About this project
Thanks for all your support! If you missed the chance to preorder on Kickstarter you can still get in on the action at www.gogrit.us
Trails, parks, fields, beaches, gardens... there's a lot of adventure and life beyond the pavement. And sometimes the pavement itself is a challenge, with potholes, uneven cuts, and unplowed snow. Getting out and about, on and off road, and participating in the community is important for everyone.
The Freedom Chair is like a mountain bike for your arms
The Freedom Chair features:
- lever drive: lets you maneuver over obstacles with 50% more torque than pushrims
- standard bike parts: for easy repairs and infinite customization
- three big wheels: roll over obstacles that would trap standard casters
- portability: fits in the trunk of a small sedan, making it easier than ever to get to the trailhead!
We designed the award-winning Leveraged Freedom Chair (LFC) while we were students at MIT. After graduating, we founded GRIT and distributed the LFC around the developing world in some of the toughest environments faced by people in wheelchairs. Over the past two years, we've engaged with hundreds of US wheelchair riders to design the next version, the Freedom Chair, an all-around improved version of the LFC that is higher performance, foldable, and made right here in the USA.
The Freedom Chair and GRIT team have been recognized by: Boston Magazine, Fast Company, TEDx, WSJ, CNN, Core77, Ability Magazine, Boston Business Journal, Pink Bike and more!
Here are some exciting stretch goals to keep up the momentum:
Over the past five years we've changed lives around the developing world with our Leveraged Freedom Chair (LFC) and now we need your help to start making an impact here at home.
As engineers, there's no better feeling than seeing something we've designed change someone's life. While students at MIT, we designed the LFC, an off-road wheelchair that helps people in developing countries reach work and school. We've shipped over a thousand LFCs to almost a dozen countries and are blown away by what LFC riders are able to accomplish.
We've been in constant contact with US wheelchair riders, to see if the LFC was right for them. While the LFC is great in developing countries, we found that it needed a few important changes in order to be appropriate for use in the US: it needs to fold to fit into a car, it needs to be shippable, and it needs to have parts that can be found in the US. We've worked really hard over the last two two years and are proud to launch the new Freedom Chair!
Check out this video, put together by one of our sponsors (Solidworks), about our developing country work. It also shows our design process in making changes to the LFC to create the new Freedom Chair:
To design the new Freedom Chair, we took our existing LFC and started meeting with riders to see what changes we'd need to make in order to create a product that was suited to their unique needs.
We talked to hundreds of wheelchair users throughout our design process, from wounded veterans and elite adaptive athletes to folks around the country who simply want to get off the pavement. Over the past year we have been testing prototypes with riders of a range of abilities, getting important feedback on the device and refining it accordingly. We have worked with physical and occupational therapists, wheelchair technicians, bike mechanics, and others to refine all aspects of the Freedom Chair.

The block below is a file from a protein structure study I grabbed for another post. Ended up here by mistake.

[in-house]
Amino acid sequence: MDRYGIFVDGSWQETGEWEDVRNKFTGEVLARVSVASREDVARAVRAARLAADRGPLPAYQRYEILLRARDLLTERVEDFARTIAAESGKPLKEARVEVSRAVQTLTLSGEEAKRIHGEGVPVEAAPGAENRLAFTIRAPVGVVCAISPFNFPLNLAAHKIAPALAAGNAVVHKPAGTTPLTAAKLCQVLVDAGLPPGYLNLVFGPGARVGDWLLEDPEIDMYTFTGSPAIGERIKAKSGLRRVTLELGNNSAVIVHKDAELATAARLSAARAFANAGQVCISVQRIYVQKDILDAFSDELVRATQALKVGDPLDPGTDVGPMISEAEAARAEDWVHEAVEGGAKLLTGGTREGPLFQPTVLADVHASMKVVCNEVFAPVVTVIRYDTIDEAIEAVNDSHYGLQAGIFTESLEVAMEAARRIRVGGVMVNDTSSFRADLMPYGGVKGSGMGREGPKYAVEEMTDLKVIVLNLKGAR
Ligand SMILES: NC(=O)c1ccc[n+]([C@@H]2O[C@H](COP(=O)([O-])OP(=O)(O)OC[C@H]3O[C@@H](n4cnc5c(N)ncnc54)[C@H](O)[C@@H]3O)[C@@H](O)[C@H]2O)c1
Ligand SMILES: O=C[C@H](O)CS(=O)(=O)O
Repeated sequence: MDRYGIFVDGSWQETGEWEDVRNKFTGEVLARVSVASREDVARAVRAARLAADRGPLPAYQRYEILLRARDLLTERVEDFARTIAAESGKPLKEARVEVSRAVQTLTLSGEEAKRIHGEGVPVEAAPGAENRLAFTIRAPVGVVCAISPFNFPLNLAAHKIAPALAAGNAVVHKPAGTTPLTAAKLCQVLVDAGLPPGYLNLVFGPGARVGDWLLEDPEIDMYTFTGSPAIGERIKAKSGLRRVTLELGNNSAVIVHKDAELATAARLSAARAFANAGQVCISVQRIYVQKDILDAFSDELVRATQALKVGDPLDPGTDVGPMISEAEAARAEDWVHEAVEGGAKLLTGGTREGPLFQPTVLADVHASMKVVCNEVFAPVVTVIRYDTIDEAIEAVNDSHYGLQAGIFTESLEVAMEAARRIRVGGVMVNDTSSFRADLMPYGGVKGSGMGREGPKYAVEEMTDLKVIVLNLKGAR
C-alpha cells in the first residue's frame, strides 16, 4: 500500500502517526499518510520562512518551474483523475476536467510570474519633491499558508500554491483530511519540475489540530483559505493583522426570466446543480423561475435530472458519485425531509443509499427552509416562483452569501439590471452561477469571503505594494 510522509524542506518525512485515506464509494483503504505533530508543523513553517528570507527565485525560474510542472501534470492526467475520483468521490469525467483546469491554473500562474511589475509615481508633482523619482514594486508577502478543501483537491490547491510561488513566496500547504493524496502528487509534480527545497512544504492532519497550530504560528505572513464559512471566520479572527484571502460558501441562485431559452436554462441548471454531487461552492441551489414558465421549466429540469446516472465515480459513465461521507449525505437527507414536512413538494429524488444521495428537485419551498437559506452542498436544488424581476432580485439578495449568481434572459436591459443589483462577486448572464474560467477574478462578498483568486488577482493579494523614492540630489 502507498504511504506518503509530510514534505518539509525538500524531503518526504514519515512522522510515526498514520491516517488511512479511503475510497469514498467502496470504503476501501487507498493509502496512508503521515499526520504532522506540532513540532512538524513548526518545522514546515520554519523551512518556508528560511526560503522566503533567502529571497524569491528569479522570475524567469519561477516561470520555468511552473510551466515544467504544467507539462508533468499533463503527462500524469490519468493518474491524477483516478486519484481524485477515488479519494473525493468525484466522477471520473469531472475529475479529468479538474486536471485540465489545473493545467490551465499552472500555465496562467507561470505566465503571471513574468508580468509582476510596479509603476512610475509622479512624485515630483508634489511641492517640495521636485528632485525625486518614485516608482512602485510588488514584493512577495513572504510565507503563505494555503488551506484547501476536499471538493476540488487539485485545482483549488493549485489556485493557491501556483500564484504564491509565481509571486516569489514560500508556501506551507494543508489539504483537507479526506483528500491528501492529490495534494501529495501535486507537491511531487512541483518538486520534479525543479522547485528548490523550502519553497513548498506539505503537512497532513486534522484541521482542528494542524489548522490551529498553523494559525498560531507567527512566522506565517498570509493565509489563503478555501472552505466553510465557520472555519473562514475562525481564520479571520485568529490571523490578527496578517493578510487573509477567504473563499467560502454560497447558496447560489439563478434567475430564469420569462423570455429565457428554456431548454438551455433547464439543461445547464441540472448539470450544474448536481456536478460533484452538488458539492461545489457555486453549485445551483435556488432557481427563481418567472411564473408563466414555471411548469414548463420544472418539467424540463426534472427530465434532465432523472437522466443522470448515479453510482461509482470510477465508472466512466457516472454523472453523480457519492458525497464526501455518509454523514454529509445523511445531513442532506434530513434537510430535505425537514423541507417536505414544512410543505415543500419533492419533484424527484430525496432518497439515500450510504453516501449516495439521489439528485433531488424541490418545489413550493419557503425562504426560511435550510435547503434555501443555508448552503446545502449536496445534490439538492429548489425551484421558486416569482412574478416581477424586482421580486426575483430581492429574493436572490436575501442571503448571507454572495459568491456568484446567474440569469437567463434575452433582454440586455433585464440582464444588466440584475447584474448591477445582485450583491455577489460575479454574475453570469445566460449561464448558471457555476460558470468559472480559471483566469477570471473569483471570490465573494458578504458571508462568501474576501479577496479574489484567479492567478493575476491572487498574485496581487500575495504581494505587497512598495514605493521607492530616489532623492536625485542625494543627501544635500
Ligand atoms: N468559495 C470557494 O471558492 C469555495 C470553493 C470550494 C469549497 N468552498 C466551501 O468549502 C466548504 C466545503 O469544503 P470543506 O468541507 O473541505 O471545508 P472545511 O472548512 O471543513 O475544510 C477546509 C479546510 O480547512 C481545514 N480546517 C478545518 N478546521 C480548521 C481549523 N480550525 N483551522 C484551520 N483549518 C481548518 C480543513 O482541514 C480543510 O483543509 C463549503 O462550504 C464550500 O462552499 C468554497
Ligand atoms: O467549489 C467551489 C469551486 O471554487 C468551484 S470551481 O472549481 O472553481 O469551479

Riders asked us to help them have easier access to places they missed: from rocky trails, to sandy beaches, to cobblestoned sidewalks. We listened.
Simple machines work best! Shift your hands on the levers to change the torque on the wheels, putting you in control of your mobility and keeping your hands clean no matter where your path leads.
The top of the levers provide the high torque (50% more than pushrims) you need to travel over the roughest trails and softest lawns. The bottom of the levers let you easily cruise 75% faster than standard wheelchairs. The Freedom Chair is faster than walking.
Pulling backwards on the levers applies the brakes to slow and steer the Freedom Chair. The Freedom Chair also comes with parking brakes.
When the lever drive is not in use it can be removed and stored right on the Freedom Chair, enabling greater mobility in tight spaces indoors.
Standard bike parts
We're avid cyclists and love how durable, inexpensive, and widely available bike parts are. Every moving part of the Freedom Chair is an off-the-shelf bicycle component, making repairs easy and inexpensive. You'll be able to take the Freedom Chair into any bike shop and the mechanic will know just what to do. We believe in honest design and don't use any proprietary fasteners or interfaces.
Want to swap wheels? Change the gearing? Go ahead! The Freedom Chair is easily customized with standard bike parts. Make it your own!
Three big wheels
We designed the Freedom chair from the ground-up to handle the roughest terrain that you can throw at it. Its three-wheeled frame is stable like a tripod, keeping your drive wheels firmly planted on the ground.
The nearly indestructible solid-rubber front wheel floats over gravel and loose dirt and easily rolls over obstacles that would crush standard wheelchair casters.
We developed a nearly-indestructible solid rubber front wheel because pneumatic front wheels this size are hard to find and replacement parts for them can be very expensive. Our solid rubber front wheel is much more durable, will never puncture, has a wider footprint than pneumatic wheels (making it easier to roll over soft stuff like sand and loose gravel), and is built around a bicycle hub so that the bearings can be easily serviced.